In my copending application entitled "METHOD OF MAKING NARROW SILICON LINES AND SEMICONDUCTOR DEVICES MADE WITH SUCH LINES", Ser. No. 852,931, filed Nov. 18, l977, now abandoned, and assigned to the same assignee as the subject application, I describe a short channel semiconductor device and the method of fabricating it. That application is incorporated herein, in its entirety, by reference.

The above mentioned application is directed to short or narrow gates formed by doped polycrystalline silicon (polysilicon) lines formed by the controlled doping of only those exposed edges of a layer of polysilicon. While the described process does, in fact, produce shorter channel regions than heretofore possible with standard photolithographic techniques, it has been found that the maximum operating voltage of such devices is significantly low. In certain instances, this is highly desirable, as for example, where power and heat dissipation considerations dictate the use of low current and low voltage. One rationale for explaining the lower operating voltage resides in the fact that the maximum operating voltage is a function of the source-to-drain spacing. As this spacing is reduced (made shorter) the maximum operating voltage is concomitantly reduced.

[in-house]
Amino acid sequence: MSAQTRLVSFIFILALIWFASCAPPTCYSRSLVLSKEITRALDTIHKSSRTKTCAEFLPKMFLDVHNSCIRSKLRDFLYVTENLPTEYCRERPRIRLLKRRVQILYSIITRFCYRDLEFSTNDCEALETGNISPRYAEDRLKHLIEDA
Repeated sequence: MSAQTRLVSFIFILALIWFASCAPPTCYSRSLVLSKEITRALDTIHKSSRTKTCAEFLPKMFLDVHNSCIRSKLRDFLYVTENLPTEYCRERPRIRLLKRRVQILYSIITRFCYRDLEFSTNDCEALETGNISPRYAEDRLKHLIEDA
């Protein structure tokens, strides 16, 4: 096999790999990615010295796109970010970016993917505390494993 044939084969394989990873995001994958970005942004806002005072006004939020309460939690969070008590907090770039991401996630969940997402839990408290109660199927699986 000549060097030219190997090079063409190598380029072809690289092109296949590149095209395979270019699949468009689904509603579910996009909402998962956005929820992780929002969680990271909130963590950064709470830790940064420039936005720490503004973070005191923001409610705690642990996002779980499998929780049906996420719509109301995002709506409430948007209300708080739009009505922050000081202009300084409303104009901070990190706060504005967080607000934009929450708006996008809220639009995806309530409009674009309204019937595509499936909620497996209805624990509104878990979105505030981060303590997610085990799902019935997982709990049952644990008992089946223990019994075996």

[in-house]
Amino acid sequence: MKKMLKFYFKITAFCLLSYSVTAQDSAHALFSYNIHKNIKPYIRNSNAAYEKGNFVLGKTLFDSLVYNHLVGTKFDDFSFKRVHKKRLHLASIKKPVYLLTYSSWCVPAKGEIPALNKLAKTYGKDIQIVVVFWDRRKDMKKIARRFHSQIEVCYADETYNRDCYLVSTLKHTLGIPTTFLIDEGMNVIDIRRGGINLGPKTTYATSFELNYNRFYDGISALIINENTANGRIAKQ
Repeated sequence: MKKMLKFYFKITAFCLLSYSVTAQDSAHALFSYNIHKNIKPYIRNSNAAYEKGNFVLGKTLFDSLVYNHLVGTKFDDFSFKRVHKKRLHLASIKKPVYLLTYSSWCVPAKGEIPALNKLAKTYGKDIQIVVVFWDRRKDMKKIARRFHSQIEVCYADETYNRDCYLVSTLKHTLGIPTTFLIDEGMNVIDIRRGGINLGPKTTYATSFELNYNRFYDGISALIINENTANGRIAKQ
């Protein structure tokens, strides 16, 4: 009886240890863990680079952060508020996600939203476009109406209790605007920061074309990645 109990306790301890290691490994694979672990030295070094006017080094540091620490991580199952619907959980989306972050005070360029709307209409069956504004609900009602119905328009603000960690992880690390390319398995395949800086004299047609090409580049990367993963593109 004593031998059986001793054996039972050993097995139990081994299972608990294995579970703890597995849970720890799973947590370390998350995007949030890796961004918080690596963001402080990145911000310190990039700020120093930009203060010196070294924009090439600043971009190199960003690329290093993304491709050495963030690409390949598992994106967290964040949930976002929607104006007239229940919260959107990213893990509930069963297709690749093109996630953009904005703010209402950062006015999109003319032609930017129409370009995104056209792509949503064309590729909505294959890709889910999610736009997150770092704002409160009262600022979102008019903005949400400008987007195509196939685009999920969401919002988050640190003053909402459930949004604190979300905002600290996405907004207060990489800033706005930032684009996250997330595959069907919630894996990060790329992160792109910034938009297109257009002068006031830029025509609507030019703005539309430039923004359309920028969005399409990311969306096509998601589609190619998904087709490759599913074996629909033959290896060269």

However, there are many desirable uses for short channel devices having high operating voltages and an obvious attempt at a solution for achieving such higher voltages would be to reduce the doping concentration of both the source and drain regions. This would be accomplished quite easily since, traditionally, both the source and drain regions are doped simultaneously. Such a solution would then allow the drain-substrate depletion region (the band that extends around the drain region at the substrate) to extend into both the gate and drain regions. The resultant increase in source-to-drain punch-through voltage will be accompanied by a correspondingly increased operating voltage. Since the source and drain regions are doped to the same level, the overall speed of the device will be significantly reduced due to the increased "R-C" (resistance-capacitance) time constance of the device.